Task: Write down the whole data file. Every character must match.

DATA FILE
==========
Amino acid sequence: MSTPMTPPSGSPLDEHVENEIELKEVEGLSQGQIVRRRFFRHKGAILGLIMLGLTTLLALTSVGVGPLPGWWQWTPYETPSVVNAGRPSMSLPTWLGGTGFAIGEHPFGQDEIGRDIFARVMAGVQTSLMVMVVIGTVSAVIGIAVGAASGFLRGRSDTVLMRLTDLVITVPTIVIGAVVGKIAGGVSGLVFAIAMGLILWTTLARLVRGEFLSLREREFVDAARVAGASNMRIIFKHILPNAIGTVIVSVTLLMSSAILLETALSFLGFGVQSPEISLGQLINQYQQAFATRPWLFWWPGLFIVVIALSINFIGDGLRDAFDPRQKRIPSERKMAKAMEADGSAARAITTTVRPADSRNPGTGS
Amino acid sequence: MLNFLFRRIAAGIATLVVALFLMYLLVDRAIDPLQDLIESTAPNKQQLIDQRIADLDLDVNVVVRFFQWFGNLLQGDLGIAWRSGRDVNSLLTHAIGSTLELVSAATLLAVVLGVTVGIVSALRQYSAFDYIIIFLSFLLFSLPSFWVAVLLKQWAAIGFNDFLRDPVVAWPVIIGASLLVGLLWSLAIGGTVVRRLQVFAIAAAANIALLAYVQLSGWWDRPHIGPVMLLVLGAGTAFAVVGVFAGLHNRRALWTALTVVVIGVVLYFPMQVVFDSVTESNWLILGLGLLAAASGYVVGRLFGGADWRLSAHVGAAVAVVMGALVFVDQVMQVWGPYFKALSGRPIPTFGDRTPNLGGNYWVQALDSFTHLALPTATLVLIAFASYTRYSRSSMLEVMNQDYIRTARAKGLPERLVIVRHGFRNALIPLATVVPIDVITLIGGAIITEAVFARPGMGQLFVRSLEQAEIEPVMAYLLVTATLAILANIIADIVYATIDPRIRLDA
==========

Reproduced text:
Amino acid sequence: MSTPMTPPSGSPLDEHVENEIELKEVEGLSQGQIVRRRFFRHKGAILGLIMLGLTTLLALTSVGVGPLPGWWQWTPYETPSVVNAGRPSMSLPTWLGGTGFAIGEHPFGQDEIGRDIFARVMAGVQTSLMVMVVIGTVSAVIGIAVGAASGFLRGRSDTVLMRLTDLVITVPTIVIGAVVGKIAGGVSGLVFAIAMGLILWTTLARLVRGEFLSLREREFVDAARVAGASNMRIIFKHILPNAIGTVIVSVTLLMSSAILLETALSFLGFGVQSPEISLGQLINQYQQAFATRPWLFWWPGLFIVVIALSINFIGDGLRDAFDPRQKRIPSERKMAKAMEADGSAARAITTTVRPADSRNPGTGS
Amino acid sequence: MLNFLFRRIAAGIATLVVALFLMYLLVDRAIDPLQDLIESTAPNKQQLIDQRIADLDLDVNVVVRFFQWFGNLLQGDLGIAWRSGRDVNSLLTHAIGSTLELVSAATLLAVVLGVTVGIVSALRQYSAFDYIIIFLSFLLFSLPSFWVAVLLKQWAAIGFNDFLRDPVVAWPVIIGASLLVGLLWSLAIGGTVVRRLQVFAIAAAANIALLAYVQLSGWWDRPHIGPVMLLVLGAGTAFAVVGVFAGLHNRRALWTALTVVVIGVVLYFPMQVVFDSVTESNWLILGLGLLAAASGYVVGRLFGGADWRLSAHVGAAVAVVMGALVFVDQVMQVWGPYFKALSGRPIPTFGDRTPNLGGNYWVQALDSFTHLALPTATLVLIAFASYTRYSRSSMLEVMNQDYIRTARAKGLPERLVIVRHGFRNALIPLATVVPIDVITLIGGAIITEAVFARPGMGQLFVRSLEQAEIEPVMAYLLVTATLAILANIIADIVYATIDPRIRLDA